Sunday, November 27, 2016

Conversation with an About-to-Be-Published Student

Not too long ago, a student waited for class to end and her fellow students to leave before coming to you with the announcement that she could not bring herself to write dialogue along the guidelines you'd been suggesting. Your response was, in some ways along those very guidelines you'd put forth. "Why," you asked, "is that?"

"Because," she said, "that invariably gets characters arguing with one another." She sighed. "I know you don't like -ly adverbs and so I shouldn't have said 'invariably,' but every time I get to thinking of your guidelines, the characters seem to go off on one another."

"What's wrong with that?"

"What's wrong is, I can't stand it. Sometimes I cringe when I read my dialogue. It's so--so--"

"--so?"

"Confrontive."

You were going to say "Exactly," but under the circumstances, you decided to return to safer ground. "What's wrong with that?"

"I don't want stories where people argue. I want stories where people either get along or decide to avoid the places where they disagree."

"And you think," you said, sensing the opportunity for a teaching opportunity, "that the conditions you've described here help to define what story is?"

"Well," she said, then excused herself, knowing you have little regard for sentences beginning with "well," I--" her pause here caused you to think she was about to use another word you have little use for, "just," when used as a synonym for "only," as in, "I was only going to say--"  "I meant to say that I want my stories to feature resolution and reconciliation."

"Which are meaningless if they appear without prior confrontation or tangible signs of misunderstanding and disagreement."

"I'll have to--"

You were certain she was going to need to think the matter over, which she did not say, aware of your frequent admonitions to avoid verbs relating to thought, particularly in dialogue.  After a moment, she phrased it this way, "I'll see if I can find other ways to suggest wrestling with deep inner conflicts."

She was--and is--a lively, attentive student, who has a pronounced ability to convey her characters in some form or other of movement, either directly toward conflicting agendas or established conventions. About two weeks after this conversation, she once again waited until the other students had gathered their belongings and departed. In her hand was a small envelope, obviously an aspect of snail mail, thanks to the metered postage you saw in the upper righthand corner.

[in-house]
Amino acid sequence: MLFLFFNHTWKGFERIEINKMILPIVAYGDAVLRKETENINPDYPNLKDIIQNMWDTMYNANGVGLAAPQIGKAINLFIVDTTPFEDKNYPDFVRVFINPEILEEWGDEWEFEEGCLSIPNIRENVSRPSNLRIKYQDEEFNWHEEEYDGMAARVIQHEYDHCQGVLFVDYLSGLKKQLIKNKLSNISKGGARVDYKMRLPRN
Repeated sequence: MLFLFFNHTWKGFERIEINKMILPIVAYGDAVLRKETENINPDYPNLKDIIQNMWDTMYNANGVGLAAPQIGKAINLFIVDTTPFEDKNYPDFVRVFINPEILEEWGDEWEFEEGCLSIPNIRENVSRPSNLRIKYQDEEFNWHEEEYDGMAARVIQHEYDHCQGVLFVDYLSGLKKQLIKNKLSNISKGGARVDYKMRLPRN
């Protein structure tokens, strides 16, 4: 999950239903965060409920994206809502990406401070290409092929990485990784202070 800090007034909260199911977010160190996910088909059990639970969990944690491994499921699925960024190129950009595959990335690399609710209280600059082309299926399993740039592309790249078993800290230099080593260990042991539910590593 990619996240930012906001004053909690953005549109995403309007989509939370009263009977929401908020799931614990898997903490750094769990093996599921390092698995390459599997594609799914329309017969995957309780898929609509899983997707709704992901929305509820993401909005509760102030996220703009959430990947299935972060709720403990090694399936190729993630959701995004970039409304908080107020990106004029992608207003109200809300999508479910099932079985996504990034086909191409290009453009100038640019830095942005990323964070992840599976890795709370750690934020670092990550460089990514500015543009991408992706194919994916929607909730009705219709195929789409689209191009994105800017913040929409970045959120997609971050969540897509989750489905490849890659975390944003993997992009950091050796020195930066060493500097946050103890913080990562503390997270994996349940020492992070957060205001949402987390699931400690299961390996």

"Where?" you said.

"Where what?"

"Where did you place a short story?"

"How did you know I placed a short story?"

"Acceptance letters sent snail mail are always small, maybe three by five. Rejections come back in the SASE you sent with the story. Which of your stories was accepted?"

You could see the flush seeping through the defenses and into her cheeks, making their way as well into her forehead and down the sides of her chin.  "The one with all the confrontive dialogue."

"Important as dialogue is to a story, there is a good deal more to it," you offered.

"Yes, but--" She withdrew a small sheet of note paper. "--they were specific about liking the dialogue."

Under the circumstances, you wouldn't have said anything if she'd have said "they particularly liked the dialogue."  Even without trying, you can emerge sounding pretty much like an asshole, a fact that has some, but not an entire potential in your own awareness of dialogue versus conversation, and your own level of short-fuse patience.

"Sincere congratulations on placing your story. Now, given your attitude about confrontive dialogue, where does this leave us?"

"I could have done without that introductory clause."

"You mean, 'given your attitude about confrontative dialogue'?"

"You bet your ass," she said.

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